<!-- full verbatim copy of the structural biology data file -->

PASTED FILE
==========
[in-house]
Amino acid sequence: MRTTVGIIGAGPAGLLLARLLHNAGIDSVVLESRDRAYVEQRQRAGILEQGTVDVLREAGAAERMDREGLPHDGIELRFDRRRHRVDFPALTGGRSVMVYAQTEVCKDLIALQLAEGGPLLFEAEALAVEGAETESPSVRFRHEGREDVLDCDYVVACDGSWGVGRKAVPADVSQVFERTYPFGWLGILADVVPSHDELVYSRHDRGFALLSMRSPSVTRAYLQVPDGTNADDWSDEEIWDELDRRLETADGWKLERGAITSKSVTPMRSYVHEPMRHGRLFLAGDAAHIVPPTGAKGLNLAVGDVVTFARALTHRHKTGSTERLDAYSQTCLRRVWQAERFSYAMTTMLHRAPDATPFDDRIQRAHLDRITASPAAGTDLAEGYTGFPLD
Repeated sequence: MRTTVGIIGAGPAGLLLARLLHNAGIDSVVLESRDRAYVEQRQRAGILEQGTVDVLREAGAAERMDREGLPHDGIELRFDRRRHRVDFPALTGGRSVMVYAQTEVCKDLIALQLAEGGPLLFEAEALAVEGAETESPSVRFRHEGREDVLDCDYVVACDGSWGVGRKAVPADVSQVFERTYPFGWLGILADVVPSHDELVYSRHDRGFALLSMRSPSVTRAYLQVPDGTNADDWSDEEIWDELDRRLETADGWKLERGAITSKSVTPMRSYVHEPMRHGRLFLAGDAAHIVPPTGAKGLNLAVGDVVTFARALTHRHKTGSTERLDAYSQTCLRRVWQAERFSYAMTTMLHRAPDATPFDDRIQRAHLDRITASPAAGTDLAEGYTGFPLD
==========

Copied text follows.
[in-house]
Amino acid sequence: MRTTVGIIGAGPAGLLLARLLHNAGIDSVVLESRDRAYVEQRQRAGILEQGTVDVLREAGAAERMDREGLPHDGIELRFDRRRHRVDFPALTGGRSVMVYAQTEVCKDLIALQLAEGGPLLFEAEALAVEGAETESPSVRFRHEGREDVLDCDYVVACDGSWGVGRKAVPADVSQVFERTYPFGWLGILADVVPSHDELVYSRHDRGFALLSMRSPSVTRAYLQVPDGTNADDWSDEEIWDELDRRLETADGWKLERGAITSKSVTPMRSYVHEPMRHGRLFLAGDAAHIVPPTGAKGLNLAVGDVVTFARALTHRHKTGSTERLDAYSQTCLRRVWQAERFSYAMTTMLHRAPDATPFDDRIQRAHLDRITASPAAGTDLAEGYTGFPLD
Repeated sequence: MRTTVGIIGAGPAGLLLARLLHNAGIDSVVLESRDRAYVEQRQRAGILEQGTVDVLREAGAAERMDREGLPHDGIELRFDRRRHRVDFPALTGGRSVMVYAQTEVCKDLIALQLAEGGPLLFEAEALAVEGAETESPSVRFRHEGREDVLDCDYVVACDGSWGVGRKAVPADVSQVFERTYPFGWLGILADVVPSHDELVYSRHDRGFALLSMRSPSVTRAYLQVPDGTNADDWSDEEIWDELDRRLETADGWKLERGAITSKSVTPMRSYVHEPMRHGRLFLAGDAAHIVPPTGAKGLNLAVGDVVTFARALTHRHKTGSTERLDAYSQTCLRRVWQAERFSYAMTTMLHRAPDATPFDDRIQRAHLDRITASPAAGTDLAEGYTGFPLD